This doesn’t mean shirking your responsibilities toward those you love and care about. It doesn’t mean that you don’t work to make the world a better place. This simply means that you don’t carry these things as a weight. You don’t constantly berate yourself for not attending to them well enough.

You do your best and move on.

If you have a habit of being unkind to yourself, tapping into the awareness of death is an empowering tool that can help you forgive yourself. And once you forgive yourself and let go of your fears of imperfection and underachievement, you’ll have so much more room in your life for the things that truly matter.

Perspective and Priorities

Considering the reality of death brings perspective. It helps us see what is truly important.

What matters to you? Is it your family? Is it your web of relationships? Are you committed to a cause? Are you bent on creating something beautiful with your life? Are you spiritual or religious? What deserves your time?

Likewise, what are you doing that is wasting your time—for many, the thought of death brings this to mind first. Are you working overly long hours or spending time with people who don’t truly value you? Are you obsessed with the future at the cost of living in the moment?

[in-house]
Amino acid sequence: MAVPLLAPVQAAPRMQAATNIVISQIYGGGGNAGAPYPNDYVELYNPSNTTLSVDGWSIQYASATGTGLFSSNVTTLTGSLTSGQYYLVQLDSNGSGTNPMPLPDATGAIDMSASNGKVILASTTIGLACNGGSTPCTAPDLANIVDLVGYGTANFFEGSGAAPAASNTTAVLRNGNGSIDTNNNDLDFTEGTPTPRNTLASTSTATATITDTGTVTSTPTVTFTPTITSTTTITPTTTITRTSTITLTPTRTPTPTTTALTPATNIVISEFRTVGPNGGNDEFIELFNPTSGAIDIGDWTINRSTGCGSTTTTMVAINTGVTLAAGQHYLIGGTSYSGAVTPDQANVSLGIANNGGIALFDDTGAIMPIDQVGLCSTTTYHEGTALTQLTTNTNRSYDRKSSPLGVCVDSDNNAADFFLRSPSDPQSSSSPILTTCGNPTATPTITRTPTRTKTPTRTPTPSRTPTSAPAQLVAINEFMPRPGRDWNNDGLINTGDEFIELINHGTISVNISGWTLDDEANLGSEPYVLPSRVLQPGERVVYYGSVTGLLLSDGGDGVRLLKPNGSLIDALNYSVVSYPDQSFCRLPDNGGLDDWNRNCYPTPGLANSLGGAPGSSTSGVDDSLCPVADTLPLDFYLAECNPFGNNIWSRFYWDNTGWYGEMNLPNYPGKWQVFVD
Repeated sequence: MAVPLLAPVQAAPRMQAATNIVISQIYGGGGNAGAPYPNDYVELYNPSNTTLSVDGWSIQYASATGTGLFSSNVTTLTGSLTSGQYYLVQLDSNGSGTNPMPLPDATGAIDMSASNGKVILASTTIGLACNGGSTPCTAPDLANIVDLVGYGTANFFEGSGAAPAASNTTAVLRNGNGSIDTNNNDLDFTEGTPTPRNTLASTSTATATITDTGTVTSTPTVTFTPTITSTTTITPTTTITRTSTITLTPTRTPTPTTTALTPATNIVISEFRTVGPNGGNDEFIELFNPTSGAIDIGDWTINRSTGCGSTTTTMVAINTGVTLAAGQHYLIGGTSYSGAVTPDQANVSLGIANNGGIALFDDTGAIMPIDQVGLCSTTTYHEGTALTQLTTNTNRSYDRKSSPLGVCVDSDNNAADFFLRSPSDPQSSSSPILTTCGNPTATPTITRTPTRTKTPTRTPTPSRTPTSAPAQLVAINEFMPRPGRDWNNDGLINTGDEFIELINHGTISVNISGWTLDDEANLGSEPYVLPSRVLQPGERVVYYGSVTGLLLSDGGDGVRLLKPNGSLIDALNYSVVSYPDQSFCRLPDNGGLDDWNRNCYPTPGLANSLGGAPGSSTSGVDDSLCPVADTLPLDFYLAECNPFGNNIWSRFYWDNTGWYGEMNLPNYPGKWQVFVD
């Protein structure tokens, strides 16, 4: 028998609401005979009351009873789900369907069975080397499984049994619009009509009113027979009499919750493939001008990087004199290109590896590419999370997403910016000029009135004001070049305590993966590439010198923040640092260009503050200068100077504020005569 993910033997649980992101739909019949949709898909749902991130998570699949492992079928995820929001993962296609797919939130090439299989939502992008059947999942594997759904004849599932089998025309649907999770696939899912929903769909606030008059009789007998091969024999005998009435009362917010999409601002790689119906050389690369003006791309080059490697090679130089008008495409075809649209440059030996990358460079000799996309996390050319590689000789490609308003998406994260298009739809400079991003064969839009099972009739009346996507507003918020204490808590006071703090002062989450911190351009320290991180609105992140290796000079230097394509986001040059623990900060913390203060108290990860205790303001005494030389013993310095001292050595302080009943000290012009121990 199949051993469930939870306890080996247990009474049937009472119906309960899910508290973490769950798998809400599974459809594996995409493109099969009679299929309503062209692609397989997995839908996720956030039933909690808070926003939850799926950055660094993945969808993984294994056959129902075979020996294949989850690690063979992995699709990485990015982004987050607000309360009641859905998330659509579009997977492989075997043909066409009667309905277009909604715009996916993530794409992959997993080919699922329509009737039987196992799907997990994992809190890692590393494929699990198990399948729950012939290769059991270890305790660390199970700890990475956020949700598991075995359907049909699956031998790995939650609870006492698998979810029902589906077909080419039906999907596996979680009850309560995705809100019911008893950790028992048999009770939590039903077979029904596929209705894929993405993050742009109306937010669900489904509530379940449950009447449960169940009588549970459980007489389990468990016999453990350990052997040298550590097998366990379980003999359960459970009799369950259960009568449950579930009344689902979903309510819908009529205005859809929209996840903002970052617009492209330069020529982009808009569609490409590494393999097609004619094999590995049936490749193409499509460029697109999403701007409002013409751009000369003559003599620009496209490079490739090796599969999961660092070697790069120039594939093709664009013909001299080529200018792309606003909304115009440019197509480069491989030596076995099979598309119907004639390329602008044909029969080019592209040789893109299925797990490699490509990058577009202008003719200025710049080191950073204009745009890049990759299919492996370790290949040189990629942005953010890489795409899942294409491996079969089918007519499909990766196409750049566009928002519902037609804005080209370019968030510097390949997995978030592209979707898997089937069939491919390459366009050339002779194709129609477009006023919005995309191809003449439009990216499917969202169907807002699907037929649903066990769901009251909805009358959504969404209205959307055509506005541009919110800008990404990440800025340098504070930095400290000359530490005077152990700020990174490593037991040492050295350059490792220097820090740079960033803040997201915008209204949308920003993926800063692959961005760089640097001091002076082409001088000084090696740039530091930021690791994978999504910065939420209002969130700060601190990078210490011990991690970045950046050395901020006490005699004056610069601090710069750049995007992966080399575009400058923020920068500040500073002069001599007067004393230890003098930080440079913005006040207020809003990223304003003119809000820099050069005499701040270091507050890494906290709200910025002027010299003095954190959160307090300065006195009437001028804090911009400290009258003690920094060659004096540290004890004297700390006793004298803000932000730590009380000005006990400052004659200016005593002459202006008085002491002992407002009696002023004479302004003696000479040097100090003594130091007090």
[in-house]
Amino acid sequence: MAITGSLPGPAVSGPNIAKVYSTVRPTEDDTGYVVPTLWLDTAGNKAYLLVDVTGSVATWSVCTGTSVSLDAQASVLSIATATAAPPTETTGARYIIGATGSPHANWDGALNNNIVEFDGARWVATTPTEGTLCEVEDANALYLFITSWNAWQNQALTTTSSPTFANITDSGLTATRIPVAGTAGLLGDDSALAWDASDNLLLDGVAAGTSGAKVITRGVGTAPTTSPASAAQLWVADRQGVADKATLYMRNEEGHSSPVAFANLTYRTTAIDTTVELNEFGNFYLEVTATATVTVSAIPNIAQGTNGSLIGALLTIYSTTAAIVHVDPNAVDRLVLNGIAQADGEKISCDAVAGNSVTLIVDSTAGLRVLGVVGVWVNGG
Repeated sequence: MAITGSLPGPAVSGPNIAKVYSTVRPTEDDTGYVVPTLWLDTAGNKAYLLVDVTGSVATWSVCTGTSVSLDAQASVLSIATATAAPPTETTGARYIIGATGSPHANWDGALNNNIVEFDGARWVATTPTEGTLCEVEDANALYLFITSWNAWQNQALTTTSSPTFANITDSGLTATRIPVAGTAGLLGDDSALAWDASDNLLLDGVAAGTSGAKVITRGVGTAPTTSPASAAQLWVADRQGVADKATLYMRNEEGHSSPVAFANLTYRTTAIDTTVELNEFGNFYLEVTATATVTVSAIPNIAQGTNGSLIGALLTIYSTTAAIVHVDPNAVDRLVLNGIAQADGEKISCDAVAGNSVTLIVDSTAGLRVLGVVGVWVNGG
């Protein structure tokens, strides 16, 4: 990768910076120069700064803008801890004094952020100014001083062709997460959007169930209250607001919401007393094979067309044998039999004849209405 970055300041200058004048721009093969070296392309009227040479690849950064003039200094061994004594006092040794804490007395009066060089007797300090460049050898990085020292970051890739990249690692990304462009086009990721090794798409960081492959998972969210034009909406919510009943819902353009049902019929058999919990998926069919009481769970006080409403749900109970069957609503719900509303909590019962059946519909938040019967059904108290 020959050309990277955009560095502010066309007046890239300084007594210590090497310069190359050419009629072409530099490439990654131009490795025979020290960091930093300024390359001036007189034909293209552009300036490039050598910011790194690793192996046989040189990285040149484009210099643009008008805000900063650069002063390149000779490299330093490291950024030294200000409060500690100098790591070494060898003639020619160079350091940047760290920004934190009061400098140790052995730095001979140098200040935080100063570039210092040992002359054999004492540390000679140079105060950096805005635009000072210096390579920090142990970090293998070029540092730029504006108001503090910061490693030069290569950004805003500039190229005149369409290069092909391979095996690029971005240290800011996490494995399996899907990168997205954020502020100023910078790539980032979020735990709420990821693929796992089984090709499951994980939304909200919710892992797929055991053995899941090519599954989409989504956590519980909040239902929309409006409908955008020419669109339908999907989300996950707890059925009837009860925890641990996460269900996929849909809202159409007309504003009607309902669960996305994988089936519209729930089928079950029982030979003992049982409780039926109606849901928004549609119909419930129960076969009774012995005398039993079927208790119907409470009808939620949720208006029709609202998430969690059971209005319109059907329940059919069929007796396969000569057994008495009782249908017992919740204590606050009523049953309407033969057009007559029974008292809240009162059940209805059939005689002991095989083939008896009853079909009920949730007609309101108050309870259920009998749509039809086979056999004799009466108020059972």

Once you’ve acknowledged death as a part of life, you can use this to drive you trim the fat and focus on what’s really important to you. It forces you to examine your life, and like Socrates once suggested, the examined life is the one worth living.

In an interview with the Guardian, Holly Webber, a British woman diagnosed with terminal cancer, has this to say about how her perspective has changed since her diagnosis.

“Sometimes I feel like I'm on another planet looking in on this one. I can't relate to people stressing about work or getting the Tube. People are so wound up, but it's such a waste of time and energy. Chill out! I hope that by reading this, someone out there will take a second to think, ‘I'm glad that's not me. Maybe I should worry less about the things that don't really matter.’"

Allow death to grant you perspective on your priorities, and you’ll gain the life you truly want.

A New Life From Death

You’ve heard the old cliché, “Carpe diem,” which is Latin for “Seize the day”. This phrase is the essence of what death has to teach us. Be present. Live in the moment. Love the people in your life with all your heart and mind and soul.

Because in a hundred years, those business reports will be dust. Your money will be gone. Your fears and burdens won’t matter.

And that should make you feel free, not fearful.

So be open to the idea of death. Talk about it without fear or denial. Use it to shed your woes and gain a better perspective on your priorities.

Above all, use death to live. It’s one of the best things you can do for yourself, as well as for those who love you.

more from beliefnet and our partners
Close Ad